It turns out the young have something else the elderly do not after a scientific finding, which sounds like something out of a vampire fable, was published by researchers at Stanford University School of Medicine. The research, which was first published in Nature Wednesday, revealed that a protein found in umbilical cord blood from human newborns is a protein that disappears as we grow older. Researchers revealed that injecting cord blood into older mice could actually help to restore brain function. The study's findings were taken from trials with mice and revealed that the plasma of younger mice had neurological benefits on older mice, who were said to have performed better on memory tests and learning tests. "Neuroscientists have ignored it and are still ignoring it, but to me it's remarkable that something in your blood can influence the way you think," Tony Wyss-Coray, PhD, professor of neurology and neurological sciences and the study's senior author, said.
KYOTO – Kyoto University said Friday it has conducted the world's first transplant of induced pluripotent stem cells to treat Parkinson's disease. Nerve cells created from the artificially derived stem cells, known as iPS cells, were transplanted into the brain of a patient in his 50s in October in a treatment researchers hope to develop into a method that can be covered under Japan's health insurance system. "By also cooperating with companies, we want to develop a mass production system that enables us to deliver nerve cells derived from iPS cells to all over the world," said Jun Takahashi, a professor at the university's Center for iPS Cell Research and Application who led the research team, at a news conference. Parkinson's disease reduces dopamine-producing neurons in the brain and results in tremors in the hands and feet and stiffness in the body. While there are treatments to relieve the symptoms, there is currently no cure for the disease.
Sleep is a good indicator of our overall health and well-being. Seven to nine hours of sleepis recommended to feel truly rested, but oversleeping on a regular basis could signal problems with our brain health. A study published in Neurology found people who consistently sleep more than nine hours a night are more likely to develop dementia accompanied by smaller brain volume, and poor executive function. "Participants without a high school degree who sleep for more than 9 hours each night had six times the risk of developing dementia in 10 years as compared to participants who slept for less," said Dr. Sudha Seshadri, corresponding study author, and professor of neurology at Boston University School of Medicine Alzheimer's Disease Center (BUSM) and Framingham Heart Study (FSH) senior investigator, in a statement. Previous research suggests both too little sleep and too much sleep are linked to dementia.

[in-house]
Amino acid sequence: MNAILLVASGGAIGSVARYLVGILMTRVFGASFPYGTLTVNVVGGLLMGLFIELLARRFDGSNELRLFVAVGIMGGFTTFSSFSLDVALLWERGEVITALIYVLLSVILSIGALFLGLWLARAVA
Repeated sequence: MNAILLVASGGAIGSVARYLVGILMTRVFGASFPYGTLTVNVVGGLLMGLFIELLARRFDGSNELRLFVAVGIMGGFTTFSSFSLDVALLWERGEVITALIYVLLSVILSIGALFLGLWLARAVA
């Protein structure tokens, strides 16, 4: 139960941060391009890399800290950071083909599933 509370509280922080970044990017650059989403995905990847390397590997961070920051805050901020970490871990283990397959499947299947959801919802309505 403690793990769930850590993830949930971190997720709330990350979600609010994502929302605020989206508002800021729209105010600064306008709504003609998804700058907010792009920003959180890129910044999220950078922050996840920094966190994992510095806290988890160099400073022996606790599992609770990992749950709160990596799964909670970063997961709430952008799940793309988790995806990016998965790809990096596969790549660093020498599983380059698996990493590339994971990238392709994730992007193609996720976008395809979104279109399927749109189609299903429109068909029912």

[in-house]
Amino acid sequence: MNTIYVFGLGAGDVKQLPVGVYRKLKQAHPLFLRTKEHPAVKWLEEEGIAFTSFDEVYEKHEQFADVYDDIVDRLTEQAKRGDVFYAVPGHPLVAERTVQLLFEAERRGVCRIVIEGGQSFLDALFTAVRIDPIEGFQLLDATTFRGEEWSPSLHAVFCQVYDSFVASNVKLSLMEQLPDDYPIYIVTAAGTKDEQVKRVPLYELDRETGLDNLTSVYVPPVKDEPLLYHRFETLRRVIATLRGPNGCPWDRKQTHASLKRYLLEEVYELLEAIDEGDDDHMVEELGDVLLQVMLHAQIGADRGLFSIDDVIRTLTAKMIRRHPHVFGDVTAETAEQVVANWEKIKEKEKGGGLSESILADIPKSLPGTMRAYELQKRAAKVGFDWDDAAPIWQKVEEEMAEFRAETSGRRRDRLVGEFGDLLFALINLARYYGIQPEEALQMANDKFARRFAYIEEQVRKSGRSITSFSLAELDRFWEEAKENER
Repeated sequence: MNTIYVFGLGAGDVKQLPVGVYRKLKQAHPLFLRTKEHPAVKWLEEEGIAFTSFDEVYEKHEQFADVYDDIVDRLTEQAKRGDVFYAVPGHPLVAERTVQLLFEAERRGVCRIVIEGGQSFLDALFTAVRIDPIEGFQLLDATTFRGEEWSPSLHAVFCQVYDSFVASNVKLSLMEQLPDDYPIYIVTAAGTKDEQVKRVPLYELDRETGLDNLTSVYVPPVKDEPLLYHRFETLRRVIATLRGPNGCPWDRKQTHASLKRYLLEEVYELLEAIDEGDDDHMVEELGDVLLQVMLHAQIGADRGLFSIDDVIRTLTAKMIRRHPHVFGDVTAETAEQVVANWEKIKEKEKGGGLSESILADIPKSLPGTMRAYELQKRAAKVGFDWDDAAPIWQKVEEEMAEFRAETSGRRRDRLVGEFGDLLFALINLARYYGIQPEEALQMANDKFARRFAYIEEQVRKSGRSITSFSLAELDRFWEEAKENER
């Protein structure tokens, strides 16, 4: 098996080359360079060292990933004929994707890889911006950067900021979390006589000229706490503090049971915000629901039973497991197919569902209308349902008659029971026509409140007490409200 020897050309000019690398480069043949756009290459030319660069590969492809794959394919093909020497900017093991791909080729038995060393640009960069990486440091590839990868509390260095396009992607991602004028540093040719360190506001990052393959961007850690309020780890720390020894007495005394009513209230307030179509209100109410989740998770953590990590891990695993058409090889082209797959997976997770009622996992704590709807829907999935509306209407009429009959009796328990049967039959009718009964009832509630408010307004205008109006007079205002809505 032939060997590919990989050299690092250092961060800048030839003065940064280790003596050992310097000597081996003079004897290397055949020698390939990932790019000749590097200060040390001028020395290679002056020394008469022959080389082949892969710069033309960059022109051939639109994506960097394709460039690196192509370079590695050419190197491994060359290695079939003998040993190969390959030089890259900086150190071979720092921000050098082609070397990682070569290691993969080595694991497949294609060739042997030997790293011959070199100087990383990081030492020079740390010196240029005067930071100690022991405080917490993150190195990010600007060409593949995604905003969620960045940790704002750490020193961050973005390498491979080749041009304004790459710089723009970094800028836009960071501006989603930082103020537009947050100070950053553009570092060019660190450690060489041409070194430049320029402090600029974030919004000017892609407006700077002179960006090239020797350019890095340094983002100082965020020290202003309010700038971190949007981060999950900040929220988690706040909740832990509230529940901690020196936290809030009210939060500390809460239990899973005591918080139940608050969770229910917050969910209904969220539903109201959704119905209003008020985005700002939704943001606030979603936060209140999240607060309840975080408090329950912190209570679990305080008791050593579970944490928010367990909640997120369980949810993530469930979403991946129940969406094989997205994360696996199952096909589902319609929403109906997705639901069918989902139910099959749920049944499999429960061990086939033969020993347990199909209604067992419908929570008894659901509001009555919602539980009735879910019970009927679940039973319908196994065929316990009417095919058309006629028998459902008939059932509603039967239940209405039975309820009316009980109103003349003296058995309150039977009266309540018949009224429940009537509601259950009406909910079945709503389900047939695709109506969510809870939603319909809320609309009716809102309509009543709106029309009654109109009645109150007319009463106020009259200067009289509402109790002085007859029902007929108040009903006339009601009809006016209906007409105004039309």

WOLFRATSHAUSEN, GERMANY – NOVEMBER 15: Two female inhabitants of a residential care home for Alzheimer's disease and dementia patients walk hand-in-hand in the corridor of the residential home on November 15, 2011 in Wolfratshausen, Germany. In a landmark report, scientists have endorsed three strategies for preventing dementia and cognitive decline associated with normal aging -- being physically active, engaging in cognitive training and controlling high blood pressure. This is the first time experts convened by the National Academies of Sciences, Engineering and Medicine have deemed scientific evidence strong enough to suggest that preventing dementia and age-related cognitive decline might be possible. Seven years ago, in a separate report issued by the Agency for Healthcare Research and Quality, scientists said they couldn't recommend any interventions to forestall or slow cognitive deterioration because state-of-the-art science at that time didn't offer enough support. Now there's a considerably larger body of research to draw upon.
WEDNESDAY, Feb. 22, 2017 (HealthDay News) -- Seniors who begin sleeping more than nine hours a night may face a higher risk of dementia down the road, a new study suggests. The researchers estimated that the risk of dementia grew by almost 2.5 times for those who found themselves recently needing extra sleep. The chances of dementia rose sixfold for people without a high school degree who suddenly needed to sleep nine hours or more, the study contended. The study authors said this finding hinted that education might somehow offer a bit of protection from dementia. People with dementia often suffer from disrupted sleep, "but we don't know much about whether these changes come first," said study co-author Matthew Pase.